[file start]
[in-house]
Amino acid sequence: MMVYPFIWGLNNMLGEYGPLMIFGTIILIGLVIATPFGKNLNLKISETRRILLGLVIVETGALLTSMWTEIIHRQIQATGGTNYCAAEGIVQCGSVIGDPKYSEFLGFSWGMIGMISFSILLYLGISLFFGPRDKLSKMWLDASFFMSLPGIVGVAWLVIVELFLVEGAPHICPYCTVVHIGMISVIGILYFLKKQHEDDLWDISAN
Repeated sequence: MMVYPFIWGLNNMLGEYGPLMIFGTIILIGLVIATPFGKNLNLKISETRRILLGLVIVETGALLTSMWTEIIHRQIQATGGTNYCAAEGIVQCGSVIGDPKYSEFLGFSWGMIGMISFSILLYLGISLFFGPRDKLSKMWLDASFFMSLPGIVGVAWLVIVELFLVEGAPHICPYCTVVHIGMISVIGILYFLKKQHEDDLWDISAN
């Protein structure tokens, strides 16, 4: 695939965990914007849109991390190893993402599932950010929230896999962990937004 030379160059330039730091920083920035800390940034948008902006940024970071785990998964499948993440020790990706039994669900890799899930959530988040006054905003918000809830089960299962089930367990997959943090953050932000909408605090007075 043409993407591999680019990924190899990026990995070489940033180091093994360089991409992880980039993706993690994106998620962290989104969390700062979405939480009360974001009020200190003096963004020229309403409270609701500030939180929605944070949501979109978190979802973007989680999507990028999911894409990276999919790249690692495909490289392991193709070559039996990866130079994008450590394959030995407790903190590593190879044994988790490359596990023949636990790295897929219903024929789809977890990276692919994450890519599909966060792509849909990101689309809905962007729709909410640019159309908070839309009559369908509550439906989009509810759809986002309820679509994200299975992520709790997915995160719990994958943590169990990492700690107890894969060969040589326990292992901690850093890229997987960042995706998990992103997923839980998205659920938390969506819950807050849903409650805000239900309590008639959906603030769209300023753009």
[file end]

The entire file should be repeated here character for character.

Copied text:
[in-house]
Amino acid sequence: MMVYPFIWGLNNMLGEYGPLMIFGTIILIGLVIATPFGKNLNLKISETRRILLGLVIVETGALLTSMWTEIIHRQIQATGGTNYCAAEGIVQCGSVIGDPKYSEFLGFSWGMIGMISFSILLYLGISLFFGPRDKLSKMWLDASFFMSLPGIVGVAWLVIVELFLVEGAPHICPYCTVVHIGMISVIGILYFLKKQHEDDLWDISAN
Repeated sequence: MMVYPFIWGLNNMLGEYGPLMIFGTIILIGLVIATPFGKNLNLKISETRRILLGLVIVETGALLTSMWTEIIHRQIQATGGTNYCAAEGIVQCGSVIGDPKYSEFLGFSWGMIGMISFSILLYLGISLFFGPRDKLSKMWLDASFFMSLPGIVGVAWLVIVELFLVEGAPHICPYCTVVHIGMISVIGILYFLKKQHEDDLWDISAN
């Protein structure tokens, strides 16, 4: 695939965990914007849109991390190893993402599932950010929230896999962990937004 030379160059330039730091920083920035800390940034948008902006940024970071785990998964499948993440020790990706039994669900890799899930959530988040006054905003918000809830089960299962089930367990997959943090953050932000909408605090007075 043409993407591999680019990924190899990026990995070489940033180091093994360089991409992880980039993706993690994106998620962290989104969390700062979405939480009360974001009020200190003096963004020229309403409270609701500030939180929605944070949501979109978190979802973007989680999507990028999911894409990276999919790249690692495909490289392991193709070559039996990866130079994008450590394959030995407790903190590593190879044994988790490359596990023949636990790295897929219903024929789809977890990276692919994450890519599909966060792509849909990101689309809905962007729709909410640019159309908070839309009559369908509550439906989009509810759809986002309820679509994200299975992520709790997915995160719990994958943590169990990492700690107890894969060969040589326990292992901690850093890229997987960042995706998990992103997923839980998205659920938390969506819950807050849903409650805000239900309590008639959906603030769209300023753009």